• Rachel Summers


Multiculturalism. It’s a word on everyone’s lips these days. What does this contentious word mean? The answer depends on whom you ask. Perhaps it is easier to take the via negative and tell you what it is not. It is not the demeaning of your own culture in favor of another that seems somehow, from a distance, more enlightened. This is a “grass is always greener” scenario and does neither culture any favors, though the temptation is great. We are all guilty of using another race, religion, or way of life as a foil in criticizing our own. Why? Because we know our own and we can see the flaws inherent in it. Naturally, all races and cultures have flaws and those steeped in them will see those cracks and fissures more clearly than a distant neighbor. As such, elevating another race or culture for the purpose of denigrating your own is more often than not counterproductive for all involved and may in the end betray one’s ignorance of the other, or at the least one’s naivety.

Further, multiculturalism is not the act of remaining silent in the name of tolerance. How many times have we recently heard the phrase, “not all of them are bad”? If one follows current events, the answer is many times. The answer to the question itself is perhaps an obvious, “of course not”. Human nature simply will not allow for any such absolutes. There is good, bad, and a myriad of in betweens in every facet of humanity regardless of race, creed, or nationality. Moreover, silence in the name of tolerance does not support the majority “in betweens”, nor does our silence support those attempting positive reform from within. Silence only supports a groups’ radicals, those who would demean other races, creeds, and nationalities.

Indeed, when we remain silent or, worse yet, demand concessions for this or that minority we may inadvertently silence the voices of the abused and oppressed in our irrational and selfish fear of being called phobic, racist, or intolerant. This is not liberalism. This is not enlightened tolerance or multiculturalism. This is cowardice, perhaps even condescension; for we often withhold criticism for fear of offending ~ the “Other” may react negatively, after all. Are we not all capable of a rational and perhaps even beneficial conversation about our differences? Of course we are, and we would all benefit from such a conversation, if done frankly, openly, and honestly without fear of offending and without some vague sense that we have the right not to be offended. No such right exists. Still, many will assert that they do not want their citizens speaking out against a religion or a race, regardless of the situation at hand. To this I would assert that these individuals are betraying the very freedom of speech that paradoxically allows them to silence their neighbors.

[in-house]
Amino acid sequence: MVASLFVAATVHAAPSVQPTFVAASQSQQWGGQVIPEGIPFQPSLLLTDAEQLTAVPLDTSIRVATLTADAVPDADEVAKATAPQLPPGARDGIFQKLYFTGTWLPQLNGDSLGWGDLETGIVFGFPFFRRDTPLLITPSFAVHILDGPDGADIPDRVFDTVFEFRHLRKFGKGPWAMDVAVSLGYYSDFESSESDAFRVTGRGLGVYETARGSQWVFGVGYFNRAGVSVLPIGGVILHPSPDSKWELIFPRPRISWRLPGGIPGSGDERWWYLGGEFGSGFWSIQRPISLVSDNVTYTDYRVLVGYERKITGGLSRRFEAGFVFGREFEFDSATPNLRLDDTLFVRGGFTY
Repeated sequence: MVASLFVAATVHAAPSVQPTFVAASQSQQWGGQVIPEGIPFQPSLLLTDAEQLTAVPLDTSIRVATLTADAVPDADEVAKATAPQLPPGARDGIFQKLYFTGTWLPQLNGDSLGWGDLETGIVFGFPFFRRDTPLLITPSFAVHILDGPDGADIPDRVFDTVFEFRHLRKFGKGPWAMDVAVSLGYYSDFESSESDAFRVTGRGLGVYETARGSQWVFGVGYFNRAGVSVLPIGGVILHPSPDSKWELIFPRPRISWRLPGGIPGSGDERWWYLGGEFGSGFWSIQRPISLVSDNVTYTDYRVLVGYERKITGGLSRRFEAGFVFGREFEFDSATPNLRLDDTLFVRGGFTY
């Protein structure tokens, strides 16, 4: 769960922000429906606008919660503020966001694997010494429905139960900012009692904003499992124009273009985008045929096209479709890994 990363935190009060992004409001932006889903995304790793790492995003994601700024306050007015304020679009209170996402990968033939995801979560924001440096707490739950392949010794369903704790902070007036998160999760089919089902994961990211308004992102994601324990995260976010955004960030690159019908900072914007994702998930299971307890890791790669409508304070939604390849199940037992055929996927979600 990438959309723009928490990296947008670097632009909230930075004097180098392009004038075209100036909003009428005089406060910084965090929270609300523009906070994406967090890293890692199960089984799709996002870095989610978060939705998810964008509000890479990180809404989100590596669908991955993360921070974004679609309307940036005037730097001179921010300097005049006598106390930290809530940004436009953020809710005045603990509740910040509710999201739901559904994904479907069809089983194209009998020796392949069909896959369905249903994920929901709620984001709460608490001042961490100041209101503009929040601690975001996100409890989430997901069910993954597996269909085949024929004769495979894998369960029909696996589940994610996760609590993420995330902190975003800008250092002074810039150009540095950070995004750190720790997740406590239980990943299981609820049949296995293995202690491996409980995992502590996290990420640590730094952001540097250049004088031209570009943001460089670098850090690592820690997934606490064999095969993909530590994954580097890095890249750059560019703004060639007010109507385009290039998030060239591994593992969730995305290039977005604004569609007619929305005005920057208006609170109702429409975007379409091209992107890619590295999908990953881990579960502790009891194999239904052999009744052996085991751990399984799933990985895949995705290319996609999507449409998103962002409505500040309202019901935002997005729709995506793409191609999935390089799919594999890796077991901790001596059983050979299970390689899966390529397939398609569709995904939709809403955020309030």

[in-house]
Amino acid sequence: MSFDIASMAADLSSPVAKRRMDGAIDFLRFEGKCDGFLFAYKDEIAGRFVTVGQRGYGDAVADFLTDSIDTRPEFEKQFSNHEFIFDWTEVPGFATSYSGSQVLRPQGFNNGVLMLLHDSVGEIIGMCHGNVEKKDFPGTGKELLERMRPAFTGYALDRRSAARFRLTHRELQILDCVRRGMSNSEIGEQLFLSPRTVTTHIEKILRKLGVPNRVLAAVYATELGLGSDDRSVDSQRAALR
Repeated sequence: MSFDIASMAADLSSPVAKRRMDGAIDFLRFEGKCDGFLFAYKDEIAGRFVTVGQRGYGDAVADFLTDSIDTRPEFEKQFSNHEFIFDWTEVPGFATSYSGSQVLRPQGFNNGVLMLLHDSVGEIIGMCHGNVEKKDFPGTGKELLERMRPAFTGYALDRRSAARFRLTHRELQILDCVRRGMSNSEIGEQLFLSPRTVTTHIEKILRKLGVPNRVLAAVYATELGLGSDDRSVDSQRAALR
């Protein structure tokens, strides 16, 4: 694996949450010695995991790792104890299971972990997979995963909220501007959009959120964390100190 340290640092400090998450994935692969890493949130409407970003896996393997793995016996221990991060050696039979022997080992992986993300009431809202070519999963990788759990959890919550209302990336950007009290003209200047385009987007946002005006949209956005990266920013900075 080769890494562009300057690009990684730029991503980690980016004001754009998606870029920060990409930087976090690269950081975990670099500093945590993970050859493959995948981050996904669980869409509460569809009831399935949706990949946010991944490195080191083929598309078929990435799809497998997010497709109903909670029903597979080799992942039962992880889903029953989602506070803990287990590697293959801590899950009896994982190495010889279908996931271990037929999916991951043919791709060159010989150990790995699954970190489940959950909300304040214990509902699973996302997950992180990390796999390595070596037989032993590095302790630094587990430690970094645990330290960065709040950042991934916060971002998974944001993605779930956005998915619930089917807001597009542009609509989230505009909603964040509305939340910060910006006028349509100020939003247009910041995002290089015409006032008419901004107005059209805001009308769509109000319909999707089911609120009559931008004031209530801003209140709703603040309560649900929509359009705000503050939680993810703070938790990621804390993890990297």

We must ask ourselves a few questions. How many riots does it take before we’ll stop making excuses? How many millions of extremists do we need to count before we'll be outraged, before we'll speak out against their intolerance? In the name of our tolerance, our fear of being labeled a bigot or a racist, we erode our right to offer that tolerance to anyone and everyone, including ourselves. When others assert their right to multiculturalism and tolerance, it is perfectly acceptable to assert your rights as well; by their side, hand in hand.

I’ll close by addressing the obvious elephant in everyone’s room. "What about the good Muslim (or pagan, or Christian, or ______ (insert your favorite group) who lives in my neighborhood? Surely this proves not all of them are bad." Such a thing needn't be proved as it was never legitimately questioned. But since the subject has been brought up so many times of late, what about these good Muslims? I’m certain there are plenty of them. Some of these good Muslims are even courageous enough to attempt the reform of their own faith from within. When we bow down to political correctness and look the other way rather than speaking out against abuses that transcend lines of race and culture ~ for religion can cross all of these lines ~ we support the oppressors rather than the oppressed. We don’t want to be called intolerant or racist, of course, but do we want to be silent and thus a potential accomplice to injustice? Of course not. There is clearly a fine line to be walked here, but the line isn’t invisible and we can walk it together.

A Ph.D. shelved in lieu of research inverted and traditional values abandoned, the work of Rachel Summers is a place where socially sanctioned morality is turned on its head in order to shake out just a few drops of enlightenment. Summers holds degrees in History, Comparative religions, English Literature, and Philosophy, all centered on the late medieval era.

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